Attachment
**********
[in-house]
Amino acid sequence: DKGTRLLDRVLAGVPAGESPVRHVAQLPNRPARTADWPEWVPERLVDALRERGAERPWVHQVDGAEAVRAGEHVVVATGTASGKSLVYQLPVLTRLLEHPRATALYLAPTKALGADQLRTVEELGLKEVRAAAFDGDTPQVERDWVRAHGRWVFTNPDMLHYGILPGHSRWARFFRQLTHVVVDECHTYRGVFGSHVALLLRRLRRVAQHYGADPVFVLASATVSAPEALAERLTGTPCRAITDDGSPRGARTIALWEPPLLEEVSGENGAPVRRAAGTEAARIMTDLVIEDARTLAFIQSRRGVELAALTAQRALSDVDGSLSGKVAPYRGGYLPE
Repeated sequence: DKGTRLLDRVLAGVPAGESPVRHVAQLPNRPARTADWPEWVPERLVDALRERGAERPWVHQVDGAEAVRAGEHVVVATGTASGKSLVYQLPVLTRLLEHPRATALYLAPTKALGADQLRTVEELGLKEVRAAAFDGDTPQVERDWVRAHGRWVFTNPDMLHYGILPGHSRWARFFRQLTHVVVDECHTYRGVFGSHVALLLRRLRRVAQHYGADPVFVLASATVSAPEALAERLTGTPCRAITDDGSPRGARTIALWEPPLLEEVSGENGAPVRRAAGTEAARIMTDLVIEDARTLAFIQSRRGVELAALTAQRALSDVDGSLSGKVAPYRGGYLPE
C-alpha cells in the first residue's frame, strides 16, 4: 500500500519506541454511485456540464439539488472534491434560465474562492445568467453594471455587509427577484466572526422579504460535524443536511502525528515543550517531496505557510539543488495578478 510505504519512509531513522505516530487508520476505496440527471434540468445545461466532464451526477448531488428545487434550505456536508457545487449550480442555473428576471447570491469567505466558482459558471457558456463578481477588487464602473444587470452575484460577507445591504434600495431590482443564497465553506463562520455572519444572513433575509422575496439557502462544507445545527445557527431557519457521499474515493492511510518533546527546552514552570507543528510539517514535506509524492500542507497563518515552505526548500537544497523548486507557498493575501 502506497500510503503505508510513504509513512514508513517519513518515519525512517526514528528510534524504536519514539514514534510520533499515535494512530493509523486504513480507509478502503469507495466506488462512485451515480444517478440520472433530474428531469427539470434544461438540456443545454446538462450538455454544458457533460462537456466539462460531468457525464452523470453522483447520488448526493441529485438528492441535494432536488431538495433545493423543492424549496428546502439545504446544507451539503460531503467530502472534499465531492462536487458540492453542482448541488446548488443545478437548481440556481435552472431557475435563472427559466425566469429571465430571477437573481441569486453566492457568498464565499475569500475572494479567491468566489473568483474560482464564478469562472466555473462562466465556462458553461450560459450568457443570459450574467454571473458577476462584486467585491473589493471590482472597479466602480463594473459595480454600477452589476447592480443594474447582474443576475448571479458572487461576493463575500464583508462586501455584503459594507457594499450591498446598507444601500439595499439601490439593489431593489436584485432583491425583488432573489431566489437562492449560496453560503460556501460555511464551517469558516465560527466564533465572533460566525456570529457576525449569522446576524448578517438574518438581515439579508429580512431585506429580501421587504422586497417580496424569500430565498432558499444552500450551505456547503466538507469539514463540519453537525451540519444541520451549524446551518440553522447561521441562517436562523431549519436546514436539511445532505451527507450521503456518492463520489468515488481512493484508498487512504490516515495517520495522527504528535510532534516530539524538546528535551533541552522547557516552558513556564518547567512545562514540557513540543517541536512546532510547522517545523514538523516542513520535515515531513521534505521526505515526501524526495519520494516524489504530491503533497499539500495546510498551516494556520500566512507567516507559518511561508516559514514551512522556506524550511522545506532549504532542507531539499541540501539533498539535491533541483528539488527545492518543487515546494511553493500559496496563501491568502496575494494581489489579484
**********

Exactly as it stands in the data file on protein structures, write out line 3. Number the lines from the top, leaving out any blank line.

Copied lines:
Repeated sequence: DKGTRLLDRVLAGVPAGESPVRHVAQLPNRPARTADWPEWVPERLVDALRERGAERPWVHQVDGAEAVRAGEHVVVATGTASGKSLVYQLPVLTRLLEHPRATALYLAPTKALGADQLRTVEELGLKEVRAAAFDGDTPQVERDWVRAHGRWVFTNPDMLHYGILPGHSRWARFFRQLTHVVVDECHTYRGVFGSHVALLLRRLRRVAQHYGADPVFVLASATVSAPEALAERLTGTPCRAITDDGSPRGARTIALWEPPLLEEVSGENGAPVRRAAGTEAARIMTDLVIEDARTLAFIQSRRGVELAALTAQRALSDVDGSLSGKVAPYRGGYLPE